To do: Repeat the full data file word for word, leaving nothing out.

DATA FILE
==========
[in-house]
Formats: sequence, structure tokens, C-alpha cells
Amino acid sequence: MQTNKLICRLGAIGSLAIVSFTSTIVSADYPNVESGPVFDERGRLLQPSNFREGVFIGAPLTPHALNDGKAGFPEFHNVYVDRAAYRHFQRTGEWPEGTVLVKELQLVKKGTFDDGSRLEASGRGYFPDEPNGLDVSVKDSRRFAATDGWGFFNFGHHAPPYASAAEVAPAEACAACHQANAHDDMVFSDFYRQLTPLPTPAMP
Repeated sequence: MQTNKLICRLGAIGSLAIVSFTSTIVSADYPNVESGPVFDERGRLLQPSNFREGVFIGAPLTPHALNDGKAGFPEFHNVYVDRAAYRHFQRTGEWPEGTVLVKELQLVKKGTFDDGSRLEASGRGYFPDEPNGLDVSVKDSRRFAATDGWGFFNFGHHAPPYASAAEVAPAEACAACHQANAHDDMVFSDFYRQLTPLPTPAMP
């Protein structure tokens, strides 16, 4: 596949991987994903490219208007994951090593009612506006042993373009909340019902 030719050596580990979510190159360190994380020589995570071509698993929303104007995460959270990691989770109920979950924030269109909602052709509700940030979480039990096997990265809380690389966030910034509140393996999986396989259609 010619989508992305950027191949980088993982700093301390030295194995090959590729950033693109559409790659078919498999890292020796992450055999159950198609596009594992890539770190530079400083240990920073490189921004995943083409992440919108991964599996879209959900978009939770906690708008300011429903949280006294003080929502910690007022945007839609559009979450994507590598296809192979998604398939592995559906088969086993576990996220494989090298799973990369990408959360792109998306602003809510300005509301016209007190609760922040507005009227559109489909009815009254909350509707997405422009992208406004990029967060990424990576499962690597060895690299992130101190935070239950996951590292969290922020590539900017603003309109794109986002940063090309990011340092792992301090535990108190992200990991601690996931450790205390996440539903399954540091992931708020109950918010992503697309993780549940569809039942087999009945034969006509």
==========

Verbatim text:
[in-house]
Formats: sequence, structure tokens, C-alpha cells
Amino acid sequence: MQTNKLICRLGAIGSLAIVSFTSTIVSADYPNVESGPVFDERGRLLQPSNFREGVFIGAPLTPHALNDGKAGFPEFHNVYVDRAAYRHFQRTGEWPEGTVLVKELQLVKKGTFDDGSRLEASGRGYFPDEPNGLDVSVKDSRRFAATDGWGFFNFGHHAPPYASAAEVAPAEACAACHQANAHDDMVFSDFYRQLTPLPTPAMP
Repeated sequence: MQTNKLICRLGAIGSLAIVSFTSTIVSADYPNVESGPVFDERGRLLQPSNFREGVFIGAPLTPHALNDGKAGFPEFHNVYVDRAAYRHFQRTGEWPEGTVLVKELQLVKKGTFDDGSRLEASGRGYFPDEPNGLDVSVKDSRRFAATDGWGFFNFGHHAPPYASAAEVAPAEACAACHQANAHDDMVFSDFYRQLTPLPTPAMP
């Protein structure tokens, strides 16, 4: 596949991987994903490219208007994951090593009612506006042993373009909340019902 030719050596580990979510190159360190994380020589995570071509698993929303104007995460959270990691989770109920979950924030269109909602052709509700940030979480039990096997990265809380690389966030910034509140393996999986396989259609 010619989508992305950027191949980088993982700093301390030295194995090959590729950033693109559409790659078919498999890292020796992450055999159950198609596009594992890539770190530079400083240990920073490189921004995943083409992440919108991964599996879209959900978009939770906690708008300011429903949280006294003080929502910690007022945007839609559009979450994507590598296809192979998604398939592995559906088969086993576990996220494989090298799973990369990408959360792109998306602003809510300005509301016209007190609760922040507005009227559109489909009815009254909350509707997405422009992208406004990029967060990424990576499962690597060895690299992130101190935070239950996951590292969290922020590539900017603003309109794109986002940063090309990011340092792992301090535990108190992200990991601690996931450790205390996440539903399954540091992931708020109950918010992503697309993780549940569809039942087999009945034969006509």